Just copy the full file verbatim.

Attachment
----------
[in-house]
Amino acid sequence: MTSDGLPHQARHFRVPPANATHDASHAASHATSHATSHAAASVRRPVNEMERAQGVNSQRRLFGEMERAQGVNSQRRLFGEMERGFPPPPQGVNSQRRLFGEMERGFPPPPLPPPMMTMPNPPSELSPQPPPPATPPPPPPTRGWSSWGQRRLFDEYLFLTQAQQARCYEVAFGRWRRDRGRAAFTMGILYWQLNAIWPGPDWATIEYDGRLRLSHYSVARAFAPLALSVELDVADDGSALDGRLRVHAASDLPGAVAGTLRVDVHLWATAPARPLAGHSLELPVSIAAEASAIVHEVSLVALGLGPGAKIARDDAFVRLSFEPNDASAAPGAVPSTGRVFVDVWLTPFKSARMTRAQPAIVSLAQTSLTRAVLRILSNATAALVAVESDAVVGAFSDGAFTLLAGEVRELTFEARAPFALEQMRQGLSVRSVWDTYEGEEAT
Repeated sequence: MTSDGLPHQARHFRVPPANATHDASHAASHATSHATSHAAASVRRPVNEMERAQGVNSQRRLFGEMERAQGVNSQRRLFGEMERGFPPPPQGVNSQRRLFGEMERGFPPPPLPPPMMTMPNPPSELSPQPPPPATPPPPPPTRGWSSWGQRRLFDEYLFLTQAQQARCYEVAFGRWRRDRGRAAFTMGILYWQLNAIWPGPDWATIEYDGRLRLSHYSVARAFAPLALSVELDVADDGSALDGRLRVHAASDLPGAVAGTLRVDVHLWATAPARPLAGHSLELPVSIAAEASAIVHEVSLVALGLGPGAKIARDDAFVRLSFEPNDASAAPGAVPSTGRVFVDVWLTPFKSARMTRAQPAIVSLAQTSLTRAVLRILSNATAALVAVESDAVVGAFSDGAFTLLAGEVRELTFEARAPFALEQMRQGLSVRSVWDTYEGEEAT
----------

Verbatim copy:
[in-house]
Amino acid sequence: MTSDGLPHQARHFRVPPANATHDASHAASHATSHATSHAAASVRRPVNEMERAQGVNSQRRLFGEMERAQGVNSQRRLFGEMERGFPPPPQGVNSQRRLFGEMERGFPPPPLPPPMMTMPNPPSELSPQPPPPATPPPPPPTRGWSSWGQRRLFDEYLFLTQAQQARCYEVAFGRWRRDRGRAAFTMGILYWQLNAIWPGPDWATIEYDGRLRLSHYSVARAFAPLALSVELDVADDGSALDGRLRVHAASDLPGAVAGTLRVDVHLWATAPARPLAGHSLELPVSIAAEASAIVHEVSLVALGLGPGAKIARDDAFVRLSFEPNDASAAPGAVPSTGRVFVDVWLTPFKSARMTRAQPAIVSLAQTSLTRAVLRILSNATAALVAVESDAVVGAFSDGAFTLLAGEVRELTFEARAPFALEQMRQGLSVRSVWDTYEGEEAT
Repeated sequence: MTSDGLPHQARHFRVPPANATHDASHAASHATSHATSHAAASVRRPVNEMERAQGVNSQRRLFGEMERAQGVNSQRRLFGEMERGFPPPPQGVNSQRRLFGEMERGFPPPPLPPPMMTMPNPPSELSPQPPPPATPPPPPPTRGWSSWGQRRLFDEYLFLTQAQQARCYEVAFGRWRRDRGRAAFTMGILYWQLNAIWPGPDWATIEYDGRLRLSHYSVARAFAPLALSVELDVADDGSALDGRLRVHAASDLPGAVAGTLRVDVHLWATAPARPLAGHSLELPVSIAAEASAIVHEVSLVALGLGPGAKIARDDAFVRLSFEPNDASAAPGAVPSTGRVFVDVWLTPFKSARMTRAQPAIVSLAQTSLTRAVLRILSNATAALVAVESDAVVGAFSDGAFTLLAGEVRELTFEARAPFALEQMRQGLSVRSVWDTYEGEEAT